Art Review: Walking with horses
Abstract artist, and Strathmore native, Shane Guffogg shares his insight on Exeter exhibit featuring Brent Hudspeth
By Shane Guffogg
Special to the Sun-Gazette
EXETER – The paintings of Brent Hudspeth Art begins as an idea. I want to emphasize the word idea because it is informed by who we are and how we see and think about our world. Each of us have memories and as one day becomes the next, those memories get layered and compressed, similar I think, to how computers store information. These memories become memories of memories and begin to meld with other memories, creating a whole new picture.
I say all of this because I recently when to an art opening in Exeter at the old courthouse. The theme is horses and Brent Hudspeth’s paintings of horses, set in a landscape of lush brush strokes and colors that are muted, as if by time, were so quietly impactful that they now are etched into my memory.
Horses have been drawn and painted for thousands of years and was how we got from point A to point B as early as a hundred years ago. We still pay homage to horses by saying how much horse power the engine in our car has. These majestic animals are a part of our collective memory.
That said, drawing or painting a horse accurately is not easy. They have a lot of moving parts with lots of muscles that create an amazing landscape of surfaces. Brent Hudspeth’s paintings are beautiful and haunting, familiar like a dream of watching a western on TV from childhood. There is a tranquil stillness that occupies these paintings. But there is something else happening and that something is Brent’s ideas that led him to create these oil on canvas works of art.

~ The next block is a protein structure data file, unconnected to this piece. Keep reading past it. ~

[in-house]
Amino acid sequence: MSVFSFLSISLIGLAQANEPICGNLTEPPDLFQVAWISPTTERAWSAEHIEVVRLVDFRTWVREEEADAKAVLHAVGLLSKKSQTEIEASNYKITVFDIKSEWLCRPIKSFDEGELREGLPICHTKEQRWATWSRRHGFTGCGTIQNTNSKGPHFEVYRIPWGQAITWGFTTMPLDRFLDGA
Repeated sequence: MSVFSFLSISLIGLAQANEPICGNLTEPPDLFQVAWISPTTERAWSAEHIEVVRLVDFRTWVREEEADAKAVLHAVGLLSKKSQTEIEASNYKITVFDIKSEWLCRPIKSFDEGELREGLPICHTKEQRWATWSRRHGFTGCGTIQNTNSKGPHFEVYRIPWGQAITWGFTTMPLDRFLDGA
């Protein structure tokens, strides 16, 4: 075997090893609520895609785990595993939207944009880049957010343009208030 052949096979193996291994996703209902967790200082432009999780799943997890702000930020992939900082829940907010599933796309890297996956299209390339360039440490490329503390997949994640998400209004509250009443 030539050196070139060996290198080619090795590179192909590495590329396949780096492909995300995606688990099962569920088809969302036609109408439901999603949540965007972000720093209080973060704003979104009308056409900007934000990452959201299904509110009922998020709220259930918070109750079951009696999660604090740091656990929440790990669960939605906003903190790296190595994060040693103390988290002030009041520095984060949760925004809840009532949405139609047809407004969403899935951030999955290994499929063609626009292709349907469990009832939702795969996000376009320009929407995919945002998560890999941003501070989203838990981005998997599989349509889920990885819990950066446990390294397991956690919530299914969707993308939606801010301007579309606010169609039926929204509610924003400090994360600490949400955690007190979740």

I recently had the opportunity to ask Brent about his art and where his images derived from. He explained that they are from real life, books and the internet and he makes countless studies to truly understand the muscular structures of his subjects so that he can accurately depict these moments that are an accumulation of his memories.
Brent’s need to understand how a horse moves reminds me of Leonardo da Vinci’s countless drawings he did to understand human anatomy. Leonardo wasn’t painting a picture of a person, he was painting his idea of his subjects. Brent’s horses are just that, an idea of what a horse is now and what a horse was centuries ago.
His paintings are memories of moments and ideas of a romantic bygone era where a horse was off in the distance, waiting to carry the hero off into the sunset. There is an implied narrative in Brent’s work that speaks to another era of how the San Joaquin valley looked in the age of the horse, before the era of strip malls and parking lots. Brent Hudspeth’s paintings more than just images of horses, they are visual poems meant to slow us down and look into our past, which helps us to see and better understand who we are now.
-Shane Guffogg is a Strathmore native has made an impressive career of abstract paintings that attempt to answer the unanswerable question of what thoughts look like. Guffogg is known for his calligraphic oil paintings that seem to literally hover between abstraction and realism.